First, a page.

Today’s post is written by Andy Evans, CEO at Xactium. Andy writes about his experience of attending a recent lecture by Professor Sir John Beddington, on the UK's National Risk Register, hosted by Nottingham Trent University.
Sir John is Government Chief Scientific Adviser (GCSA) and played a major role in providing scientific advice to Government during the 2009 swine flu outbreak and the 2010 volcanic ash incident. The GCSA has also been responsible for increasing the scientific capacity throughout the government by leading state departments to each appoint a Chief Scientific Adviser.
Managing Risk in Government
Sir John gave an overview of the purpose of the Risk Register, which is primarily to provide advice on how people and businesses can better prepare for civil emergencies.
The national risk register covers a range of UK and worldwide risks, including:
Flooding and climate change
Volcanic hazards, including the recent flight restrictions
Severe space radiation hazards
Industrial accidents, and
Further details of the national risk register can be found on the Cabinet Office’s website, including guidance on Civil Emergencies, Commercial implications and Community and Family considerations.
Emerging risks for financial markets
Sir John spoke about emerging risks resulting from new technologies, for instance, the use of computer trading in the financial markets, which has already been blamed for a number of "flash crashes" in the equities market. However, little in the way of risk mitigation was covered, offering few opportunities to learn about current strategies in place. (This may be linked to the national risk review currently being undertaken by the government).
Room for further improvement?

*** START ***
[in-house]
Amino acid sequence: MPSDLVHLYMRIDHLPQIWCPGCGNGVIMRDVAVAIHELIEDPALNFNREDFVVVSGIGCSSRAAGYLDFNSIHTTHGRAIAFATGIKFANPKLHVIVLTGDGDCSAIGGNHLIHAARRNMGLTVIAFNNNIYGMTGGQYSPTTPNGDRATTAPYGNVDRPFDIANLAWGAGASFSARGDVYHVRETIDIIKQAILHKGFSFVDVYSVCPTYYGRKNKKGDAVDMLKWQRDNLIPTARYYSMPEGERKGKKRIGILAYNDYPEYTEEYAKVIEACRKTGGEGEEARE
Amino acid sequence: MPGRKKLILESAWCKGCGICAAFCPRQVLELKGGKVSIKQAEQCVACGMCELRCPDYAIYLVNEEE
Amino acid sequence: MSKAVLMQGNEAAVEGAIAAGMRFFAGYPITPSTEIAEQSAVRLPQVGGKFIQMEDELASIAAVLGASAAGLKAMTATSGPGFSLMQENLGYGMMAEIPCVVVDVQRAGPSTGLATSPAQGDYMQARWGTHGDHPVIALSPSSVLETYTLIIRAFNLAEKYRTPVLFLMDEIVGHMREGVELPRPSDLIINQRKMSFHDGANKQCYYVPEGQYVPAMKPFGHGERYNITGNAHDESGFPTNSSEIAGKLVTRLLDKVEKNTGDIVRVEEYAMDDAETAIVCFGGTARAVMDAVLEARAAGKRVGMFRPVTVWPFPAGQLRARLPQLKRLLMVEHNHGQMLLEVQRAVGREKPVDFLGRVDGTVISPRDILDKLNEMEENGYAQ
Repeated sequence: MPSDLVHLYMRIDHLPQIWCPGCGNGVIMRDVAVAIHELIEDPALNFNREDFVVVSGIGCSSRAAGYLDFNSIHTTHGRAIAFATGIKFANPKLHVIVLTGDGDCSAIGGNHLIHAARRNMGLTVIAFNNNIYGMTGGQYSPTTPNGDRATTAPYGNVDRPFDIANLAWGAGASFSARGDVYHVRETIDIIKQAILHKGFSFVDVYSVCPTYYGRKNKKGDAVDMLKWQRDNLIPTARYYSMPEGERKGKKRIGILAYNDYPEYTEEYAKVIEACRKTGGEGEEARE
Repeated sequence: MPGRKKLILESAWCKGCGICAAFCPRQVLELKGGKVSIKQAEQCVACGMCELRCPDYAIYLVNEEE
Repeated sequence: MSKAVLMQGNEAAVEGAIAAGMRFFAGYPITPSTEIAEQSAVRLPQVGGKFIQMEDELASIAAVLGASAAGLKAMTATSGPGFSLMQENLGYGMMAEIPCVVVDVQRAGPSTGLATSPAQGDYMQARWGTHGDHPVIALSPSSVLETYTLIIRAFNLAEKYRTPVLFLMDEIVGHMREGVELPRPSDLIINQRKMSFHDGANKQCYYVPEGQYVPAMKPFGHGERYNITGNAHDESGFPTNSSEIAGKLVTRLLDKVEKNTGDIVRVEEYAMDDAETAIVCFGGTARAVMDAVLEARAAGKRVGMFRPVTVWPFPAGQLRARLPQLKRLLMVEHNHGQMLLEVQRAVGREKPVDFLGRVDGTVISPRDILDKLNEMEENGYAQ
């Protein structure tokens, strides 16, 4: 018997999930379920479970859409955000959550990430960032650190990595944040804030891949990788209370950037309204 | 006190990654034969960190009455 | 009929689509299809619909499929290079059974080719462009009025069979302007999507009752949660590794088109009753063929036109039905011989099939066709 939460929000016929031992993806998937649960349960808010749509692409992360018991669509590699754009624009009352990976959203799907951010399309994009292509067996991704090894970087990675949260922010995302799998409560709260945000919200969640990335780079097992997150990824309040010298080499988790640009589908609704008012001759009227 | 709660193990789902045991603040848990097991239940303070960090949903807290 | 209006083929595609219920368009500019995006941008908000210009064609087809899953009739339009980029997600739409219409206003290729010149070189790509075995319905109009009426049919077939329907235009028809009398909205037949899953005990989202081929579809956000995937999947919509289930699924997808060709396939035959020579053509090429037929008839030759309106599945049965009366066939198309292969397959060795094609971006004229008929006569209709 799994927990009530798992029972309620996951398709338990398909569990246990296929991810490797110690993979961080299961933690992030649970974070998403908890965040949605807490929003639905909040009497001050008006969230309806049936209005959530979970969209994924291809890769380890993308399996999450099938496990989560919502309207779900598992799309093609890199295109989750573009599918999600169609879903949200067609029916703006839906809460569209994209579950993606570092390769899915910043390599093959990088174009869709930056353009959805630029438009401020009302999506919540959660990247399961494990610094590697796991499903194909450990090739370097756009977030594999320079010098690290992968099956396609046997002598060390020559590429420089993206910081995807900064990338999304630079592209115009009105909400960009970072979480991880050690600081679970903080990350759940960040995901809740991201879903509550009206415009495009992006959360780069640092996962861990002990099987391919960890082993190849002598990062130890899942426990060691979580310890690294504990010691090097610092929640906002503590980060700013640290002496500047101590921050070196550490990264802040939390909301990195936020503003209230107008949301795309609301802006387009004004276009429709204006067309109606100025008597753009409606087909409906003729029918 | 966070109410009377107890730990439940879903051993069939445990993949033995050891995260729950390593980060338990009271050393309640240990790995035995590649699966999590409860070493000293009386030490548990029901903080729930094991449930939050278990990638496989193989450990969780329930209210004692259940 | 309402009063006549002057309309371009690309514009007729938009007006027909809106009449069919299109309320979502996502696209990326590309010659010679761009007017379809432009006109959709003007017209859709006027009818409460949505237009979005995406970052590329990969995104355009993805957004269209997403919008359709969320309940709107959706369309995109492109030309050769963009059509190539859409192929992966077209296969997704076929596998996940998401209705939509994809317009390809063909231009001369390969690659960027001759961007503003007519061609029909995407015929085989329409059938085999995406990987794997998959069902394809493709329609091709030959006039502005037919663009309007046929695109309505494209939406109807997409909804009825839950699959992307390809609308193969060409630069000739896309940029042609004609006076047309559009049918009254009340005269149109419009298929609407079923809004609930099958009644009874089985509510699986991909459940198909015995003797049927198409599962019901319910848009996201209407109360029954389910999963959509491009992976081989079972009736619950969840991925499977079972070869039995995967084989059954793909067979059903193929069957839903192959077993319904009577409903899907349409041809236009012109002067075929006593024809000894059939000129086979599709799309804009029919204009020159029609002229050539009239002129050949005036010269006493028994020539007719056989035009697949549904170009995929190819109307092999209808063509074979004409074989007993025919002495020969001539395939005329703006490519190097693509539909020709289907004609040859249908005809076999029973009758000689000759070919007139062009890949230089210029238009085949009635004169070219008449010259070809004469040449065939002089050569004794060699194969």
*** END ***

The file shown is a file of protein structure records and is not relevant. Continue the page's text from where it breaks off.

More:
While the register is clearly a starting point, and a big improvement over an ad-hoc approach to national risk management, there did seem to be some clear gaps and opportunities that could be filled by better use of Risk Management technology. In particular:
Whilst the register makes use of standard impact vs likelihood ratings, it comes across as quite unstructured, being more a series of informational points and examples
The risk register misses key information that one would normally expect in a commercial risk register, including a clearly defined list of actions being undertaken to address specific risks, and a list of controls that have been put in place to address those risks so far.
A clear list of controls would be a big advantage, as it would provide a baseline for assessing their effectiveness, for example testing and auditing existing policies and procedures in the context of risk.
Key Risk Indicators were almost entirely missing: these would seem to be a powerful way of recording key data points for the government to monitor and analyse as an indicator of emerging risk events.
Links to Risk Events: while there is a national Incident management system in place, it was unclear how incidents recorded in the national system were linked to specific risks in register, and through to their controls.
Perhaps this is something that the government has in place, however, there does appear to be a need for a more structured risk reporting and tracking system across the UK.
Certainly with the advent of the cloud, and the new G-Cloud infrastructure there is the opportunity to put in place a powerful risk infrastructure for the UK that could reach across all the agencies involved in protecting the country.
Such a risk system would enable the integration of key risk and mitigation information across the UK: from risk identification and assessment, through to mitigating controls and actions, to risk events and KRI's. As Sir John explained, risk cannot be avoided, but much can be done to prepare for it!
Learn more about the cloud and risk management in our white paper: 10 Compelling Reasons for cloud-based Risk Management.